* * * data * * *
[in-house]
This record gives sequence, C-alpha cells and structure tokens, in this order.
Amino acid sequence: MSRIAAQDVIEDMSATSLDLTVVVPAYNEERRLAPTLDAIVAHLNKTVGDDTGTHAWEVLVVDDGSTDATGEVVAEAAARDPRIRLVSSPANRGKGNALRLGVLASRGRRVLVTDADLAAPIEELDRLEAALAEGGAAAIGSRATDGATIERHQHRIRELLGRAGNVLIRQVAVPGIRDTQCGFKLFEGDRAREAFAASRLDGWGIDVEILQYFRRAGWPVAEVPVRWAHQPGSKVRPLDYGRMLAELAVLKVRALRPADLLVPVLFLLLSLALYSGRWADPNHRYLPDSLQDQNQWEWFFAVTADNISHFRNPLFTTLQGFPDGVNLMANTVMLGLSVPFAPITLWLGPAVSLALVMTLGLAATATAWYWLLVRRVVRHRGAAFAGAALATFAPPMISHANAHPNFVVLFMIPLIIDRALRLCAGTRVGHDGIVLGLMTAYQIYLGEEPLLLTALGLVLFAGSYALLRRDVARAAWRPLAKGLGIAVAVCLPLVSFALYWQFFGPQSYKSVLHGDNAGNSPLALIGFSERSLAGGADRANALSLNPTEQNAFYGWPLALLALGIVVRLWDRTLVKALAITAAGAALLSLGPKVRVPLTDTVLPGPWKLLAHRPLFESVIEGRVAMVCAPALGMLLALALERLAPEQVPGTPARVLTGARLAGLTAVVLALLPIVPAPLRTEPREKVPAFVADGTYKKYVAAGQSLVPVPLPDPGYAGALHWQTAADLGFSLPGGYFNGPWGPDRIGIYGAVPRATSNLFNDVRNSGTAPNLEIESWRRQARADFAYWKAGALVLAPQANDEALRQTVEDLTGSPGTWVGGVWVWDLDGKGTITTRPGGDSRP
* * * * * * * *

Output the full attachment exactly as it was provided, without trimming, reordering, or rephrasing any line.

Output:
[in-house]
This record gives sequence, C-alpha cells and structure tokens, in this order.
Amino acid sequence: MSRIAAQDVIEDMSATSLDLTVVVPAYNEERRLAPTLDAIVAHLNKTVGDDTGTHAWEVLVVDDGSTDATGEVVAEAAARDPRIRLVSSPANRGKGNALRLGVLASRGRRVLVTDADLAAPIEELDRLEAALAEGGAAAIGSRATDGATIERHQHRIRELLGRAGNVLIRQVAVPGIRDTQCGFKLFEGDRAREAFAASRLDGWGIDVEILQYFRRAGWPVAEVPVRWAHQPGSKVRPLDYGRMLAELAVLKVRALRPADLLVPVLFLLLSLALYSGRWADPNHRYLPDSLQDQNQWEWFFAVTADNISHFRNPLFTTLQGFPDGVNLMANTVMLGLSVPFAPITLWLGPAVSLALVMTLGLAATATAWYWLLVRRVVRHRGAAFAGAALATFAPPMISHANAHPNFVVLFMIPLIIDRALRLCAGTRVGHDGIVLGLMTAYQIYLGEEPLLLTALGLVLFAGSYALLRRDVARAAWRPLAKGLGIAVAVCLPLVSFALYWQFFGPQSYKSVLHGDNAGNSPLALIGFSERSLAGGADRANALSLNPTEQNAFYGWPLALLALGIVVRLWDRTLVKALAITAAGAALLSLGPKVRVPLTDTVLPGPWKLLAHRPLFESVIEGRVAMVCAPALGMLLALALERLAPEQVPGTPARVLTGARLAGLTAVVLALLPIVPAPLRTEPREKVPAFVADGTYKKYVAAGQSLVPVPLPDPGYAGALHWQTAADLGFSLPGGYFNGPWGPDRIGIYGAVPRATSNLFNDVRNSGTAPNLEIESWRRQARADFAYWKAGALVLAPQANDEALRQTVEDLTGSPGTWVGGVWVWDLDGKGTITTRPGGDSRP